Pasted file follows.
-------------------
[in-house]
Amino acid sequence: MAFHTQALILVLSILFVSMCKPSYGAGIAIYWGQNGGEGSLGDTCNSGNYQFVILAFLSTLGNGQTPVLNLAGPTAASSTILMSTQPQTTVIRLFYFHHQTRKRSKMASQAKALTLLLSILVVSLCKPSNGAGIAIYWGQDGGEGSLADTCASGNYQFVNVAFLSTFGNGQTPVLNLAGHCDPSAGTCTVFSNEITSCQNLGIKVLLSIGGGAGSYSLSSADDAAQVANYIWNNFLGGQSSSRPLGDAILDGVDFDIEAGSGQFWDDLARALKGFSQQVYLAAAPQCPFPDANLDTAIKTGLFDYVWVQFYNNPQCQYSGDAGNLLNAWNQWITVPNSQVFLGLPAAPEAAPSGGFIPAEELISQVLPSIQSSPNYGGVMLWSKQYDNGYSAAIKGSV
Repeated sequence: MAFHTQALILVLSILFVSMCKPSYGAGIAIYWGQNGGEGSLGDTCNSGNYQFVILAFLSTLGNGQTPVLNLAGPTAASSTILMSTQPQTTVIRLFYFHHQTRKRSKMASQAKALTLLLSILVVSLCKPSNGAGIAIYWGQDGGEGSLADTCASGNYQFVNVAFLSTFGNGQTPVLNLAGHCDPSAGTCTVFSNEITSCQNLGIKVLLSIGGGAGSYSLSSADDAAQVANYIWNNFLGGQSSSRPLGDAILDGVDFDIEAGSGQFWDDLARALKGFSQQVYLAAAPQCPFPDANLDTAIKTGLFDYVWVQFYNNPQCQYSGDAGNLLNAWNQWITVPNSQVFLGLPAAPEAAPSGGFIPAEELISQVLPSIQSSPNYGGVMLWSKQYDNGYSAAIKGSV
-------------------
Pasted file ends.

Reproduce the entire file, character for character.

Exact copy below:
[in-house]
Amino acid sequence: MAFHTQALILVLSILFVSMCKPSYGAGIAIYWGQNGGEGSLGDTCNSGNYQFVILAFLSTLGNGQTPVLNLAGPTAASSTILMSTQPQTTVIRLFYFHHQTRKRSKMASQAKALTLLLSILVVSLCKPSNGAGIAIYWGQDGGEGSLADTCASGNYQFVNVAFLSTFGNGQTPVLNLAGHCDPSAGTCTVFSNEITSCQNLGIKVLLSIGGGAGSYSLSSADDAAQVANYIWNNFLGGQSSSRPLGDAILDGVDFDIEAGSGQFWDDLARALKGFSQQVYLAAAPQCPFPDANLDTAIKTGLFDYVWVQFYNNPQCQYSGDAGNLLNAWNQWITVPNSQVFLGLPAAPEAAPSGGFIPAEELISQVLPSIQSSPNYGGVMLWSKQYDNGYSAAIKGSV
Repeated sequence: MAFHTQALILVLSILFVSMCKPSYGAGIAIYWGQNGGEGSLGDTCNSGNYQFVILAFLSTLGNGQTPVLNLAGPTAASSTILMSTQPQTTVIRLFYFHHQTRKRSKMASQAKALTLLLSILVVSLCKPSNGAGIAIYWGQDGGEGSLADTCASGNYQFVNVAFLSTFGNGQTPVLNLAGHCDPSAGTCTVFSNEITSCQNLGIKVLLSIGGGAGSYSLSSADDAAQVANYIWNNFLGGQSSSRPLGDAILDGVDFDIEAGSGQFWDDLARALKGFSQQVYLAAAPQCPFPDANLDTAIKTGLFDYVWVQFYNNPQCQYSGDAGNLLNAWNQWITVPNSQVFLGLPAAPEAAPSGGFIPAEELISQVLPSIQSSPNYGGVMLWSKQYDNGYSAAIKGSV